Do you have knee stiffness, possibly due to adhesions / arthrofibrosis, and have been told about knee arthrolysis or manipulation under anaesthesia (MUA)?
Or are you a physical therapist or a medical professional searching for information on outcomes, post-surgery recovery, and rehabilitation after these procedures?
As a physiotherapist, I frequently advise individuals on the suitability of knee arthrolysis in their cases.
In this article, I share my insights and experiences on this topic, drawing upon clinical study results involving individuals who have undergone either “forced” manipulation or a form of arthrolysis (arthrofibrosis cure).
At the end of the article, you will find all the sources I rely on, as well as a comment section where you can share your thoughts or ask questions. 😊
Last update: October 2023
Disclaimer: Affiliate links. Complete disclosure in legal notices.
Written by Nelly Darbois, physical therapist and scientific writer
What is Knee Arthrolysis?
Knee arthrolysis is a set of procedures performed by an orthopedic surgeon, specialists in treating bones, muscles, joints, and ligaments.
The goal of knee arthrolysis is to improve the mobility and flexibility of the knee joint, primarily focusing on increasing flexion (bending) and occasionally extension (straightening).
Surgeons aim to eliminate fibrosis, adhesions or scar tissue that has formed within the joint, beneath the skin, through the process of arthrolysis.
Etymology note: The word “arthrolysis” is derived from ancient Greek, where “arthron” means “joint,” and “lysis” means “release.”
Thus, “arthrolysis” literally means “release of the joint.” It is an appropriate term to describe a surgical intervention aimed at freeing a stiff or fixed joint.
There are various techniques for knee arthrolysis employed by surgeons. The three main types of knee arthrolysis are:
- Knee manipulation under local or general anesthesia.
- Knee arthrolysis using arthroscopy.
- Open knee arthrolysis.
Knee Manipulation under General or Local Anesthesia (MUA)
Knee manipulation under general or local anesthesia is a less invasive procedure compared to arthrolysis, where the knee is entered into surgically.
Surgeons simply manipulate the knee manually, much like a physical therapist might do during a therapy session.
However, surgeons apply a bit more force, which is why it’s sometimes referred to as “forced mobilization or manipulation” of the knee.
To ensure that this increased force isn’t painful at the moment, patients are either under general anesthesia or receive regional or spinal anesthesia.
Sometimes, “forced” manipulations are also offered by physical therapists (at the hospital, in clinics, or rehabilitation centers) using Nitrous Oxide (a gas that relaxes you, delivered through a mask). However, this method allows for less range of motion.
Arthroscopic Knee Arthrolysis
Arthroscopic knee arthrolysis is slightly more invasive than forced manipulation but less invasive than open knee arthrolysis.
This surgical procedure involves:
- Local or general anesthesia.
- Surgeons using an arthroscope, a small optical instrument that is inserted into the knee joint through tiny skin incisions. This allows the surgeon to see the inside of the knee joint on screens.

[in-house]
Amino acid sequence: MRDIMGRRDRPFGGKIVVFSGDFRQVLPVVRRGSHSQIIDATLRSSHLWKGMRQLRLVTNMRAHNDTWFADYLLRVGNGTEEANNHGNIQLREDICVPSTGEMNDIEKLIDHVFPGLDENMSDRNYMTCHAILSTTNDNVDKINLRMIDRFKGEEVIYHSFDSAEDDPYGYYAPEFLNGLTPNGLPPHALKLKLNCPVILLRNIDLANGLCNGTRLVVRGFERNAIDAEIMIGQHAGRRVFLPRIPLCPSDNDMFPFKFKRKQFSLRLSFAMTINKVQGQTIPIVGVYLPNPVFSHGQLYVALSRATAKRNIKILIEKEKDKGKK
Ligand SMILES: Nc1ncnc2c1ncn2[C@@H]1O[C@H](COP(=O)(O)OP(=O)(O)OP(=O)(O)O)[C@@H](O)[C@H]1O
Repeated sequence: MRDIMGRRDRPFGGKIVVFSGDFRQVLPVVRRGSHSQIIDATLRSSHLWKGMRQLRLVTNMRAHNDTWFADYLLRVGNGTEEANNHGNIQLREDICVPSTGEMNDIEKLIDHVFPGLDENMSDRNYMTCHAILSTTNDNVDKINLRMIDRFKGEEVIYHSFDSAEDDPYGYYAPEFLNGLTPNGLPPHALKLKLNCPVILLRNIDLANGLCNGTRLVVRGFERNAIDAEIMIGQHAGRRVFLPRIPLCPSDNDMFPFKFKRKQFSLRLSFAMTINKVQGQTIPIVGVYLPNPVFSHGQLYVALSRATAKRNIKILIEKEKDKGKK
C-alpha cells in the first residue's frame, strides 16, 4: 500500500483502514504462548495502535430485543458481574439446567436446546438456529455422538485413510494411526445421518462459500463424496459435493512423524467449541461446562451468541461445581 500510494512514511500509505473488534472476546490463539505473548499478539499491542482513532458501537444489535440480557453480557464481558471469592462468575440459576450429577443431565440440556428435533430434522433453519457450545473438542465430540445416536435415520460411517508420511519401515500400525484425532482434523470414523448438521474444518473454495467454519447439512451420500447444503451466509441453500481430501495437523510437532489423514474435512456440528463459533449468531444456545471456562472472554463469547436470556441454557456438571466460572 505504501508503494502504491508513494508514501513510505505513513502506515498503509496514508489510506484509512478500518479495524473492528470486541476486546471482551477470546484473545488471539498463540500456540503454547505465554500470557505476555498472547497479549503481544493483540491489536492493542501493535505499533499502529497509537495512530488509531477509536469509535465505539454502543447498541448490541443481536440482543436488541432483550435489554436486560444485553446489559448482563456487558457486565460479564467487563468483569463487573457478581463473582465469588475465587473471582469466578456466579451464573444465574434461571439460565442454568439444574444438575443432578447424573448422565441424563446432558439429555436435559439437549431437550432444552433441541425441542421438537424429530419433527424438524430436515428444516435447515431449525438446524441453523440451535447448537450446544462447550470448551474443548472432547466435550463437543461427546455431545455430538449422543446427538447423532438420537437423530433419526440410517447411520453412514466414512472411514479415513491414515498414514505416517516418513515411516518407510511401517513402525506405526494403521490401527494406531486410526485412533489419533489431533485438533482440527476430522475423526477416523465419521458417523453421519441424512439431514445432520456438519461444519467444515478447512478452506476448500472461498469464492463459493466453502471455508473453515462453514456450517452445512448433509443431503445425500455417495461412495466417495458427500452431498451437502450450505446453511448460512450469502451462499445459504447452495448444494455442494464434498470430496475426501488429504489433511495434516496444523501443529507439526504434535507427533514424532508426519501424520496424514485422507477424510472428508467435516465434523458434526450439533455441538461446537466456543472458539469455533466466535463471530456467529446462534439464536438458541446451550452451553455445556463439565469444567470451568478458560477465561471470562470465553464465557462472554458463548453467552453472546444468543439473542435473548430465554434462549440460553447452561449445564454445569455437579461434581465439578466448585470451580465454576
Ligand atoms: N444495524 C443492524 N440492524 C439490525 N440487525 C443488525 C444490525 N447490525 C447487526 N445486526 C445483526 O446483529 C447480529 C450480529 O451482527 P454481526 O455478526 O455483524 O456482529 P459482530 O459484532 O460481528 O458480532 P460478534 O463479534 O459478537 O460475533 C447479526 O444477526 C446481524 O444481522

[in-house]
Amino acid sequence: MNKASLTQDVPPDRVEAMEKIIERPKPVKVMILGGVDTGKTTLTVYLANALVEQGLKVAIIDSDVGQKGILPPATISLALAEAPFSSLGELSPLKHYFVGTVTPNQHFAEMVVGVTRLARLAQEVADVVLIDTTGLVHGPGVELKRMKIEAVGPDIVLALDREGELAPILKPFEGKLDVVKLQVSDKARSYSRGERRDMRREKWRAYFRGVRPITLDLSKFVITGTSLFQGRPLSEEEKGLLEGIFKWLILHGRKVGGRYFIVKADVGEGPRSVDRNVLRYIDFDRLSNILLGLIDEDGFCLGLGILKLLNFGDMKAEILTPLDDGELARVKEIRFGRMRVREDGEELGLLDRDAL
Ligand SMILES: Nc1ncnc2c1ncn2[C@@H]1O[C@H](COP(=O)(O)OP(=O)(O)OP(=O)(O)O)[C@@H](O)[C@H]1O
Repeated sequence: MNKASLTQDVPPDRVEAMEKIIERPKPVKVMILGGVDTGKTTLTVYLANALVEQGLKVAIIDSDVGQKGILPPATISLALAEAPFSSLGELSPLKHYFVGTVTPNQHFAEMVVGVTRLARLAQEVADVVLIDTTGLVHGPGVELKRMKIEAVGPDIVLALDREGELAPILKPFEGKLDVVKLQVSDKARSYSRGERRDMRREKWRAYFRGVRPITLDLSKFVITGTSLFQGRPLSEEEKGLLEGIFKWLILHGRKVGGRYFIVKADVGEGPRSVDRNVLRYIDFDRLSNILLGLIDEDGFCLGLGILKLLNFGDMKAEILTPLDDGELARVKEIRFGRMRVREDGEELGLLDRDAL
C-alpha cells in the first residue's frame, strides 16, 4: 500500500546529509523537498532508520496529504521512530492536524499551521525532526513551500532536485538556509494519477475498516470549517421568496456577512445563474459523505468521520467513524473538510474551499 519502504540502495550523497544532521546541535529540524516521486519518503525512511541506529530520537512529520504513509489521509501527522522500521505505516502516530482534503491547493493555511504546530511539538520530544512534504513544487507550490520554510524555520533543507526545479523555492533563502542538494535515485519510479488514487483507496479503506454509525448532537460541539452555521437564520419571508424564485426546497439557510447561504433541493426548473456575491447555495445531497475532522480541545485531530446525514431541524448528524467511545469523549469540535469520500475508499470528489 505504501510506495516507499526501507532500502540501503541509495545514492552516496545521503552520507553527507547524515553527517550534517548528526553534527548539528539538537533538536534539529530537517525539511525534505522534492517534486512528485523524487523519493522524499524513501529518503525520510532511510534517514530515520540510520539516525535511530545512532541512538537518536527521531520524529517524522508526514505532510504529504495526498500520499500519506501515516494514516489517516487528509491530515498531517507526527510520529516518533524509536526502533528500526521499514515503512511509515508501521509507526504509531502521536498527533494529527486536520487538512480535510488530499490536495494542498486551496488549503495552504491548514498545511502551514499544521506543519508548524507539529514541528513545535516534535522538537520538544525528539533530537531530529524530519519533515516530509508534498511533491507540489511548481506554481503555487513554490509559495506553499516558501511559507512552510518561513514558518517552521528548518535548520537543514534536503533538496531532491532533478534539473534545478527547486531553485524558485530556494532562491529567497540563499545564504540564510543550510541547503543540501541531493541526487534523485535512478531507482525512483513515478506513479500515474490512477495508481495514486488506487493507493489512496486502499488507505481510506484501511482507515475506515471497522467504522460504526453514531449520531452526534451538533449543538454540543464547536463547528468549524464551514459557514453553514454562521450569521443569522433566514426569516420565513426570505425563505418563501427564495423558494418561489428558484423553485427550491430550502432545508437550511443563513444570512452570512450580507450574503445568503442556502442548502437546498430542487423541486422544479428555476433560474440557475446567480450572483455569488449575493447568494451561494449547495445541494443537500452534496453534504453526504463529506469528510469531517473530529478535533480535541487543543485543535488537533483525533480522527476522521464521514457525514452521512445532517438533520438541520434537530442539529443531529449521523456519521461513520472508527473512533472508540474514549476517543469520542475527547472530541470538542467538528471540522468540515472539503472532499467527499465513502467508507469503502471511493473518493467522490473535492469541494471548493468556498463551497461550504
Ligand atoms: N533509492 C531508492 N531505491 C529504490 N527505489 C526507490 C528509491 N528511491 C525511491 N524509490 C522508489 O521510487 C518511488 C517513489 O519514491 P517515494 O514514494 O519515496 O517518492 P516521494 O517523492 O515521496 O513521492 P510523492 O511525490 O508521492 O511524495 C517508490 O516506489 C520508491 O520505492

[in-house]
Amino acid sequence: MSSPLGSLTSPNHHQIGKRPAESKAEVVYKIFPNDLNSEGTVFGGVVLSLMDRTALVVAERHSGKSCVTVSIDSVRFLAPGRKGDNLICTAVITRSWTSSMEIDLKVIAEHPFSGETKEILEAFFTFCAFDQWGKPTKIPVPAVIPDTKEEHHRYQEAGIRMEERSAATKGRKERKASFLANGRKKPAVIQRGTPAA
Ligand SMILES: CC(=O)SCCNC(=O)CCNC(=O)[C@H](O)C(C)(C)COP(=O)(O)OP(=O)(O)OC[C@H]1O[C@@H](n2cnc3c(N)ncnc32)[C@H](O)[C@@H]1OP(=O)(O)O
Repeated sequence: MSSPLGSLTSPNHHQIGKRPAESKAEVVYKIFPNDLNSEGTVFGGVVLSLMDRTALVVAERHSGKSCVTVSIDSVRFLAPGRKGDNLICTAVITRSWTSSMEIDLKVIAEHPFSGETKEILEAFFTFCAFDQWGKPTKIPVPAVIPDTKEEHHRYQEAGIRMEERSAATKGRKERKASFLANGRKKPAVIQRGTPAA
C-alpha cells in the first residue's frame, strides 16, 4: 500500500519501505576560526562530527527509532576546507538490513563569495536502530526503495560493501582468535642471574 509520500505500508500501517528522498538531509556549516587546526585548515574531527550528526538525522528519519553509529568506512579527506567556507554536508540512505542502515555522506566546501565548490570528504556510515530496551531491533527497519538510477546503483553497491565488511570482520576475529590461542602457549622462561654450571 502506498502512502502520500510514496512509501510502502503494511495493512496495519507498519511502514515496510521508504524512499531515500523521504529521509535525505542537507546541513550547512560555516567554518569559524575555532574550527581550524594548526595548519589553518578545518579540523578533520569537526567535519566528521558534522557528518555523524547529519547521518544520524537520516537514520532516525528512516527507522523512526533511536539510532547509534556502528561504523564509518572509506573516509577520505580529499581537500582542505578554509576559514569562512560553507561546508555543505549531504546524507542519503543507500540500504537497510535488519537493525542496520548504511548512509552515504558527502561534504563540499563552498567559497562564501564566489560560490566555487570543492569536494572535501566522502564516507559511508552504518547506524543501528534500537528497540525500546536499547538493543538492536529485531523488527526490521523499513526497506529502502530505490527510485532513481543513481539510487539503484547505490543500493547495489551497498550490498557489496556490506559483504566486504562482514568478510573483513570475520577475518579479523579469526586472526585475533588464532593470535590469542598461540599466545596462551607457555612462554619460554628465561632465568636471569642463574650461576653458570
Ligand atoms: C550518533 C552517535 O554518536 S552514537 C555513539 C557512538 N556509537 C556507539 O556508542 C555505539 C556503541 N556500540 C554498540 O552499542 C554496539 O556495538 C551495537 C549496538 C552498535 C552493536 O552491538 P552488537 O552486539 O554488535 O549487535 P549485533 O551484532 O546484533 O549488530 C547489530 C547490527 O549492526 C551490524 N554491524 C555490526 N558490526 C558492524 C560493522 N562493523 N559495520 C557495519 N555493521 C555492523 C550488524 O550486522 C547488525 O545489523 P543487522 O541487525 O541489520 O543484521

- The use of specialized instruments to remove adhesions and scar tissue that restrict joint mobility.
Open Knee Arthrolysis
Open knee arthrolysis is the most invasive procedure, requiring a larger incision in the skin to allow the surgeon direct access to the joint.
This procedure also requires anesthesia.
When is Knee Arthrolysis Proposed?
As a physical therapist, we often encounter individuals to whom surgeons recommend knee arthrolysis or knee mobilization under general anesthesia, primarily in the following situations:
- Stiffness following the placement of a total or unicompartmental knee replacement, occasionally after knee arthroscopy or arthrofibrosis after ACL surgery.
- Stiffness resulting from a broken tibia or femur fracture, particularly in the knee joint area, whether the fracture was surgically treated or not.
- Stiffness in the context of knee CRPS.
Arthrofibrosis after knee replacement (TKR or PKR)
Most individuals achieve good ranges of motion within 1 to 3 months: 0° in extension and 110 to 120° in flexion, which is generally sufficient for everyday life.
However, in some cases (4% to 16% of individuals), the knee struggles to flex or extend. Sometimes, a month after the surgery, the flexion may be as limited as 10, 20, or 30°, with it often being stuck around 60 to 80°.
In such instances, surgeons may recommend knee manipulation under anesthesia or knee arthrolysis.
Source: Rodriguez 2019
Arthrofibrosis after ACL surgery
Arthrofibrosis after ACL (Anterior Cruciate Ligament) surgery refers to a complication where excessive scar tissue, or fibrosis, forms within the knee joint following ACL reconstruction surgery.
It is considered an undesirable outcome of ACL surgery.
Knee Stiffness following a Fracture
Several fractures of the femur or tibia can result in knee stiffness. However, this remains the exception, as most individuals recover without experiencing knee stiffness.
Examples of such fractures include:
- Tibial plateau fractures.
- Patellar fractures.
- Tibia and fibula (lower leg) fractures.
- Fractures of the distal femur (lower end of the thigh bone).
Knee Stiffness Due to Arthrofibrosis, Regardless of the Cause
When someone experiences significant knee stiffness following knee surgery, a prosthesis placement, a fracture, or any knee operation, it is often suspected to be caused by adhesions or fibrosis within the knee, also known as “arthrofibrosis” or “joint fibrosis.”
What are Knee Adhesions or Fibrosis?